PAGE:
Prince William: saving the Earth should come before space tourism

Prince William has criticized the space race and space tourism, saying we should focus on protecting planet Earth instead.

“We need some of the greatest brains and minds in the world who are determined to try to fix this planet, not try to find the next place to live,” said the Duke of Cambridge when asked about climate change.

Prince William was interviewed by BBC ‘Newscast’ on BBC Sounds ahead of the first Earthshot Prize awards, an award for people trying to save the planet.

The name of the award refers to America’s “moonshot” ambition of the 1960s, which saw President John F Kennedy commit to putting a man on the moon within a decade.

The prince’s comments will air the day after William Shatner made history by becoming the oldest person in space.

Known for his role as Captain Kirk, the 90-year-old actor blasted off Wednesday from the Texas desert in a rocket built by Amazon founder Jeff Bezos’ space travel company, Blue Origin.


The Duke also warned the Cop26 summit, where world leaders will meet in Glasgow at the end of the month, of “smart talk, smart words but not enough action”.

“I think for the COP it’s essential to communicate very clearly and very honestly what the problems are and what the solutions will be,” he said.

“We can’t have smarter lyrics, smart words but not enough action.”

The Duke has expressed concern about a rise in climate anxiety among young people and said it would be an ‘absolute disaster’ if his eldest son, Prince George, were to talk about the same issue 30 years from now when it’s was too late.

“We’re seeing a rise in climate anxiety. You know, people, young people now are growing up where their future is fundamentally in jeopardy all the time. It’s very unnerving and it’s very, you know, anxiety-provoking,” did he declare.

William added that his father, the Prince of Wales, who is known for his longstanding commitment to environmental issues, had “a really difficult journey” when he first started talking about climate change.

The Duke, who was interviewed by ‘Newscast’ presenter Adam Fleming, said his late grandfather, the Duke of Edinburgh, sparked royal interest in environmental issues.

The Duke of Cambridge (right) with Adam Fleming recording an appearance on BBC Newscast at Kensington Palace, London.
The Duke of Cambridge (right) with Adam Fleming recording an appearance on BBC Newscast at Kensington Palace, London.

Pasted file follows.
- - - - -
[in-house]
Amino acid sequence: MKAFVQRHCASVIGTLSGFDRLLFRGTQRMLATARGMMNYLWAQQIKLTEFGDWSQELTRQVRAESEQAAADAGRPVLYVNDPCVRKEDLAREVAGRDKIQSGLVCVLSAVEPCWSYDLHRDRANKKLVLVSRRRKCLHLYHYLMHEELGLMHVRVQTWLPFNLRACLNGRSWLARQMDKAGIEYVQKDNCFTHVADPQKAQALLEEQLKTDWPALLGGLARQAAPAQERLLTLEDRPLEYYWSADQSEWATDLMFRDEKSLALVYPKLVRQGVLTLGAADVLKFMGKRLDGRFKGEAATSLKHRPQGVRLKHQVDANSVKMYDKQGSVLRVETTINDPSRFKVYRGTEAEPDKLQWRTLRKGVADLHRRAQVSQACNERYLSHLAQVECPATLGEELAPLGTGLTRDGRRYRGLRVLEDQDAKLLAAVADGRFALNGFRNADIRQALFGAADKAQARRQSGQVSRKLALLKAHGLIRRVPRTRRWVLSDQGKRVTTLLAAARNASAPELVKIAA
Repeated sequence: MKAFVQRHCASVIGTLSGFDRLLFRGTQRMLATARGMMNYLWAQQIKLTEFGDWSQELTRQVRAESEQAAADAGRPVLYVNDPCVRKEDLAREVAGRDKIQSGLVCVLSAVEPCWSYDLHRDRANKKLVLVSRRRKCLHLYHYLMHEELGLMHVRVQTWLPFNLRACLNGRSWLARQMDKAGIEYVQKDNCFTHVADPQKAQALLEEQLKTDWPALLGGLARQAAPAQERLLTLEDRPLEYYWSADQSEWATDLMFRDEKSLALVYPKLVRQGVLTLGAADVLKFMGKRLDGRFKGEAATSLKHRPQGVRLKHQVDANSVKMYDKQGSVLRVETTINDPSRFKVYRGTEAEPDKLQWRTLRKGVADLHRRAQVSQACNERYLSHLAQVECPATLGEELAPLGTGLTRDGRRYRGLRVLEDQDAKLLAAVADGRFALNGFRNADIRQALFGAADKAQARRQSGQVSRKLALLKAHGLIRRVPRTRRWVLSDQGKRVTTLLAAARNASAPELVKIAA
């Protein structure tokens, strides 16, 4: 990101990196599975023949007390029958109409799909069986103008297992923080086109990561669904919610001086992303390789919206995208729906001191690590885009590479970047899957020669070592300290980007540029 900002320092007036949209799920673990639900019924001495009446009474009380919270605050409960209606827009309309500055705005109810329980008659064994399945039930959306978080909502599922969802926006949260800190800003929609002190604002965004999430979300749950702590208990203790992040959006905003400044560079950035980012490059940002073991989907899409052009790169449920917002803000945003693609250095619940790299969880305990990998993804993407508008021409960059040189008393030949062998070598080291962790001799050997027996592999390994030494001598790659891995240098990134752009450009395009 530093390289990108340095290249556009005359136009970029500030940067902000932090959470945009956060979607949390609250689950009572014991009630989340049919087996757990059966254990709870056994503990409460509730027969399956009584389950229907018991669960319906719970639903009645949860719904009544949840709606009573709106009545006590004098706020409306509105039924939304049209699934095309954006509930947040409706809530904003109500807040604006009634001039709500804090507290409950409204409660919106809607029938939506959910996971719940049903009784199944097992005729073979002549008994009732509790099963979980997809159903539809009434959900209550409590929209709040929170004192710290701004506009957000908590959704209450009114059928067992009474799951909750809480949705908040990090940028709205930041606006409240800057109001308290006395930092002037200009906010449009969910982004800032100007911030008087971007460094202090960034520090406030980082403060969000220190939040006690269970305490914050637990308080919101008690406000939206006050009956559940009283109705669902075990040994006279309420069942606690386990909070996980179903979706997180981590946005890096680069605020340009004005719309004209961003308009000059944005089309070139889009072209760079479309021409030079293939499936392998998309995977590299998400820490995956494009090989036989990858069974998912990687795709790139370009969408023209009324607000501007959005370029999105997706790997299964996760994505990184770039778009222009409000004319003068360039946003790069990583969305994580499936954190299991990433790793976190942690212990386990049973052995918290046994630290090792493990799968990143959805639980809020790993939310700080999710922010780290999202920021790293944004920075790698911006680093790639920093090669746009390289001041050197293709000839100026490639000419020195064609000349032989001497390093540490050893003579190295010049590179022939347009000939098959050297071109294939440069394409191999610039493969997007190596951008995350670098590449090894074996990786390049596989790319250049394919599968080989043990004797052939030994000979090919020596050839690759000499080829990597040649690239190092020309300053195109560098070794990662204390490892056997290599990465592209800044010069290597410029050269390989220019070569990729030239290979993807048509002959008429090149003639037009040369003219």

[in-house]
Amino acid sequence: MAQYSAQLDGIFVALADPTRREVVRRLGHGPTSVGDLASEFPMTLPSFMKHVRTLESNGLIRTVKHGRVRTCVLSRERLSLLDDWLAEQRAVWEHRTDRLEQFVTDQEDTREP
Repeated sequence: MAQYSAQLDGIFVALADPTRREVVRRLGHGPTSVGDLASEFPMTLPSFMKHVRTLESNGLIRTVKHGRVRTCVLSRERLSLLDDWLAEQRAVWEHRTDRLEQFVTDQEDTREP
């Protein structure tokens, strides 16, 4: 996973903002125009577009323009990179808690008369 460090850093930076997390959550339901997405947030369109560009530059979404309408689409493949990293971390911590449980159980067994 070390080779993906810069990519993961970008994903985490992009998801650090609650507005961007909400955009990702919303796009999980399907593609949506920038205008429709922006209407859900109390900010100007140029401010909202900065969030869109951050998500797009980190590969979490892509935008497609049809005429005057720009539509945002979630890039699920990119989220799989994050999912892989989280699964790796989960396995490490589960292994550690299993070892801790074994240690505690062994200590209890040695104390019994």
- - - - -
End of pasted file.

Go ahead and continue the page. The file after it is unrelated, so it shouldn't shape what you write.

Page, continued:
Speaking of his father Charles, Prince William said: “It’s been a tough road for him. My grandfather started helping WWF a long time ago with his nature and biodiversity work, and I think that my dad kind of progressed and talked a lot more about climate change, very early on, before anybody else thought it was a topic. So yeah, he had a really tough journey on that , and I think you know it’s been proven to be well ahead of the curve.

He added that his perspective has changed since having children of his own, saying: “I want the things that I have enjoyed – the outdoors, nature, the environment – I want this be there for my children, and not just my children, but everyone else’s children.

“If we’re not careful, we’re stealing our children’s future by what we’re doing now. And I think that’s not fair.

The winners in the five categories this year will each receive £1million to develop their projects after being chosen by a jury. William and the Duchess of Cambridge attend the star-studded ceremony, hosted by Clara Amfo and Dermot O’Leary, at Alexandra Palace in London on Sunday.

“The award itself will spur solutions and actions that a lot of people haven’t necessarily produced yet, and so I’m hoping, you know, that the award will galvanize a lot of people in leadership positions to, you know, go further, bigger and start delivering,” the duke said.

COP26 is the deadline for countries to present more ambitious plans, within a five-year cycle, to put the world on track to meet the Paris goals.

The 2015 Paris Agreement commits countries to keeping temperature rises to well below 2°C above pre-industrial levels and continuing efforts to limit them to 1.5°C – beyond which impacts the most dangerous climatic conditions will be felt. The conference will begin in Glasgow on October 31.

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